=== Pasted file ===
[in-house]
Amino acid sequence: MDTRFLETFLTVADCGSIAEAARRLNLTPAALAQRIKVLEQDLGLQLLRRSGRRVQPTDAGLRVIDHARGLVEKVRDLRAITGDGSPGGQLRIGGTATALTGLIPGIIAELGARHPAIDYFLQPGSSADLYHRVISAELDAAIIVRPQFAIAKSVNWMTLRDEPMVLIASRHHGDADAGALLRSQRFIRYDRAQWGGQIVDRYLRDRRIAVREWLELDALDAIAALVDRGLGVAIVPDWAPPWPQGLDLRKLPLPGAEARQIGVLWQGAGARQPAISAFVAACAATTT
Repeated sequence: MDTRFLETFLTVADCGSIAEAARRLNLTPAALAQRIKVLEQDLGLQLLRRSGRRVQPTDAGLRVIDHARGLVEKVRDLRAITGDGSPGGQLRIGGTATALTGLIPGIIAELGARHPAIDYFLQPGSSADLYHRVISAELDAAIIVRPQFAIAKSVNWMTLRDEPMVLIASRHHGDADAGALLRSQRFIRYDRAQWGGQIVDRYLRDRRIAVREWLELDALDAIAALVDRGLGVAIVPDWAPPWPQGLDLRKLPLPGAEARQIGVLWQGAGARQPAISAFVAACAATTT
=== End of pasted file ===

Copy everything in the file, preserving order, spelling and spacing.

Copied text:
[in-house]
Amino acid sequence: MDTRFLETFLTVADCGSIAEAARRLNLTPAALAQRIKVLEQDLGLQLLRRSGRRVQPTDAGLRVIDHARGLVEKVRDLRAITGDGSPGGQLRIGGTATALTGLIPGIIAELGARHPAIDYFLQPGSSADLYHRVISAELDAAIIVRPQFAIAKSVNWMTLRDEPMVLIASRHHGDADAGALLRSQRFIRYDRAQWGGQIVDRYLRDRRIAVREWLELDALDAIAALVDRGLGVAIVPDWAPPWPQGLDLRKLPLPGAEARQIGVLWQGAGARQPAISAFVAACAATTT
Repeated sequence: MDTRFLETFLTVADCGSIAEAARRLNLTPAALAQRIKVLEQDLGLQLLRRSGRRVQPTDAGLRVIDHARGLVEKVRDLRAITGDGSPGGQLRIGGTATALTGLIPGIIAELGARHPAIDYFLQPGSSADLYHRVISAELDAAIIVRPQFAIAKSVNWMTLRDEPMVLIASRHHGDADAGALLRSQRFIRYDRAQWGGQIVDRYLRDRRIAVREWLELDALDAIAALVDRGLGVAIVPDWAPPWPQGLDLRKLPLPGAEARQIGVLWQGAGARQPAISAFVAACAATTT